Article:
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24: Legacy - 9:00pm - 10:00pm - Review: "Let's do the plot twist again"

“9:00pm - 10:00pm” was not short of tense moments and big twists, revealing even before the first act break that Ibrahim Bin-Khalid was still alive and featuring Henry telling Rebecca of Luis’s involvement with the terrorists. But there was a sense of structural incoherence that plagued the hour, as if it was more focused on the existence of its plot twists than it was conveying them. The end result was an episode representative of throwing anything and everything at the wall and seeing what sticks.

The best example of this is the final moments, in which Rebecca appears to be engulfed in flames, only to come back on the communications and say that Bin-Khalid is alive. It was so chaotic and structureless, and didn’t really make sense from one shot to the next to the next: Rebecca looked to be doomed, then she sounded somewhat safe on the comms, then she discovered Bin-Khalid - and all of it happened off screen. There was no consistency to any of it, and it made the ending of the hour seem far more abrupt than it actually was.

That Bin-Khalid is alive is not a surprise; Jadalla’s incompetence as a villain meant he could not possibly be the big bad, and once Naseri’s backstory was filled in there was little else the show would feasibly do. It harkens back to the first season - and therein lies the problem. After so many years and so many plot twists, the capacity for the series to execute these surprises in that way, or to do them so they do not simply seem recycled, is low. And so it becomes predictable that the man thought dead is not. Yes, there are some differences between Bin-Khalid and Victor Drazen - Drazen was never in the building when it blew, Bin-Khalid was; Andre and Alexis knew their father was alive, Jadalla did not - but the similarities are such that it is difficult to look at this as anything other than a carbon copy.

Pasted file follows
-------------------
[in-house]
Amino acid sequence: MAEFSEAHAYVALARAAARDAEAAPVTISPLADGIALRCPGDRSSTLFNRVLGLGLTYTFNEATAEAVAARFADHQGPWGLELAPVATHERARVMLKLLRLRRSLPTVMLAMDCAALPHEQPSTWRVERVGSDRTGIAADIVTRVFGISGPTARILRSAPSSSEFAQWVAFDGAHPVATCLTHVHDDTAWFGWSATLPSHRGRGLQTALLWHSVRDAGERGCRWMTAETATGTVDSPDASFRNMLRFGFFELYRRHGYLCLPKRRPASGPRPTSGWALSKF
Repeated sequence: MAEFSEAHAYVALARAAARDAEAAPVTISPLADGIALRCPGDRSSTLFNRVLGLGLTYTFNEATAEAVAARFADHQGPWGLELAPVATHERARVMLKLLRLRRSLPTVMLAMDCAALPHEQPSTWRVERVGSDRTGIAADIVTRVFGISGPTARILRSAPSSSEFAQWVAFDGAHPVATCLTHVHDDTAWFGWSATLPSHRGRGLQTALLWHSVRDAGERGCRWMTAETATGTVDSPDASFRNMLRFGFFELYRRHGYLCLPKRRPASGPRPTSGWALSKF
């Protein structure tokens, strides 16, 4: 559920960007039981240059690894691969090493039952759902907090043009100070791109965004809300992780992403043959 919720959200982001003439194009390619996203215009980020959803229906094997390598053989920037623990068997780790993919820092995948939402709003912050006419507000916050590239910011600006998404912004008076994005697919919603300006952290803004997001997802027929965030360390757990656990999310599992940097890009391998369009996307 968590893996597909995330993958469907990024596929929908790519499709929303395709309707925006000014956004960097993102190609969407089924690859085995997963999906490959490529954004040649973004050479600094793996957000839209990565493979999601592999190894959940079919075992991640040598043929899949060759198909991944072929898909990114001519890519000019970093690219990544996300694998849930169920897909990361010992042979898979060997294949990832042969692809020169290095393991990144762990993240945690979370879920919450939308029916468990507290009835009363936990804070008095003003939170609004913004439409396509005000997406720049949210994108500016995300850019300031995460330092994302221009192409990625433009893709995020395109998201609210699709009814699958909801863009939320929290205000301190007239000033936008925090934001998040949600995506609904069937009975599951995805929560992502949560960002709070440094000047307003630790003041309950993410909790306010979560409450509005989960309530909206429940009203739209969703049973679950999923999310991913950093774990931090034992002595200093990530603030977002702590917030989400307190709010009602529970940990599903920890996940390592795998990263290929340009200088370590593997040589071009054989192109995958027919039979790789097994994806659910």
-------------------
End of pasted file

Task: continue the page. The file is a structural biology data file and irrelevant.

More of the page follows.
The goal, too, was the essentially same: enact revenge on the woman who thought she had killed Bin-Khalid by using her husband as a hostage. However, quite where the terrorists go from here is unclear. Presumably, Rebecca is in the clutches of the terrorists, but if their aim was to kill her for what she’s done, how is that prolonged over two more episodes (or even one more)? There is an underlying feeling that this is being extended longer than it perhaps should be, and that is never ideal.